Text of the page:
Euro-sterling parity is a distinct possibility if Britain crashes out of the EU without a deal, according to a treasury specialist who advises firms on how to deal with currency and market volatility.
The pound did not make any appreciable moves on the election of Boris Johnson as Conservative Party leader in the UK yesterday.
The pound has been verging on 90 pence to the euro for the past month and has been weakening steadily since Theresa May announced her intention to resign two months ago.
"The markets will focus on the appointment of his cabinet. Any signal of a hard Brexiteer in the office of the Minister for Brexit would send a signal to the markets that the probability of a harder Brexit increases," John Finn, Managing Director of Treasury Solutions, said.
"You'd probably see sterling come back over 90 pence relatively quickly. The range has been 85.5 to 90.5 pence over the last 12 months. 90.5 pence appears to be the top level and it hasn't pushed through but if we see an increased probability of a hard Brexit, that would be smashed fairly quickly."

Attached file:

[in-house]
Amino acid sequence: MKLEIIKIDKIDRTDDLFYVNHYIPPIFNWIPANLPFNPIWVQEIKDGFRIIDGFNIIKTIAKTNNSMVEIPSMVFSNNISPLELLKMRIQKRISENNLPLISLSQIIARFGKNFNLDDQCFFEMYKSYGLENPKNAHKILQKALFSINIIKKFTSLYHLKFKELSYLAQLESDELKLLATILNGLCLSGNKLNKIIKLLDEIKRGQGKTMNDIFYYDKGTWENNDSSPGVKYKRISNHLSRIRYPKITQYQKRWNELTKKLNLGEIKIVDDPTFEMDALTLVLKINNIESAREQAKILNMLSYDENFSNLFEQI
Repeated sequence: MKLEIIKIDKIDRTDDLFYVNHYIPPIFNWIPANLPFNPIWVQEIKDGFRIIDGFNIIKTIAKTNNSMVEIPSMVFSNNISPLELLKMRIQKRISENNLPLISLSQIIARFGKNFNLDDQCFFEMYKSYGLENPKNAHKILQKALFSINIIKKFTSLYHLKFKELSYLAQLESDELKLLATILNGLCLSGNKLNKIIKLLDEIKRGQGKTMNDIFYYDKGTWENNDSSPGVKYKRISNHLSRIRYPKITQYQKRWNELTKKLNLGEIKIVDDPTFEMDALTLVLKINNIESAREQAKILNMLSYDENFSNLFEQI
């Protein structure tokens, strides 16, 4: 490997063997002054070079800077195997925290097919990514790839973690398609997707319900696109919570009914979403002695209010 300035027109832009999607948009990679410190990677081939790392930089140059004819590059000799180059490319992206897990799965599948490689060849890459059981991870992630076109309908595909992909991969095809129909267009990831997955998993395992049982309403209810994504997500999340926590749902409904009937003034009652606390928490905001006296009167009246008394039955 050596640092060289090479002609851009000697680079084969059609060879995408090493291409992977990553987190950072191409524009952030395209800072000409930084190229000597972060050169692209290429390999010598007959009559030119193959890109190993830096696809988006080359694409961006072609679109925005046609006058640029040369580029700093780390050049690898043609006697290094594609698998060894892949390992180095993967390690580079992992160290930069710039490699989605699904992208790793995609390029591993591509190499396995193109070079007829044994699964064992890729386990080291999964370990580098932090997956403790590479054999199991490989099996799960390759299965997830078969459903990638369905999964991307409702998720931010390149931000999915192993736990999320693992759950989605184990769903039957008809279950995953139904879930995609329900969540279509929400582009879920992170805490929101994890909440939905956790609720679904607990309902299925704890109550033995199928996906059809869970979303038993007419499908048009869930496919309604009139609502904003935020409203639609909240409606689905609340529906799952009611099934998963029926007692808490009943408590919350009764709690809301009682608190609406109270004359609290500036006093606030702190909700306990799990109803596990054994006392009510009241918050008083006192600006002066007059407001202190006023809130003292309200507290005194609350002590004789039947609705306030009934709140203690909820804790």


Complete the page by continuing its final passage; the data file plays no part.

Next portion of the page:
John Finn said parity with the euro was a distinct possibility, especially when taken in a wider global context.
"Brexit is bad for all of us. The international backdrop is of slowing global economies and interest rates are being cut all over the world. The German GDP numbers for the second quarter are going to be poor, possibly negative. Britain crashing out and reverting to WTO trade rules would be very significant."
Many exporters had relaxed since sterling came back to 86 pence against the euro and they were caught by the move back up to 90 pence, Mr Finn said, having put in much hard work to prepare for currency volatility prior to that.
He said firms had to be vigilant in the coming months.
"We're looking at a potential wide range over the next three months. If a deal is done, sterling may come back to 85 pence very quickly. One of the international banks is calling 80 pence by year end, with a deal. If they crash out, we'll be back at 95 pence before October 31st," he said.
One small saving grace for companies trading with the UK is that the euro itself has shown signs of weakness in recent times.
That came about largely thanks to Mario Draghi's signal that the European Central Bank is ready to cut interest rates and introduce more monetary easing.
It is expected that the ECB will opt to cut the deposit rate for banks depositing money overnight.
At the moment, it is at -0.4% with a possible cut of -0.5% in prospect.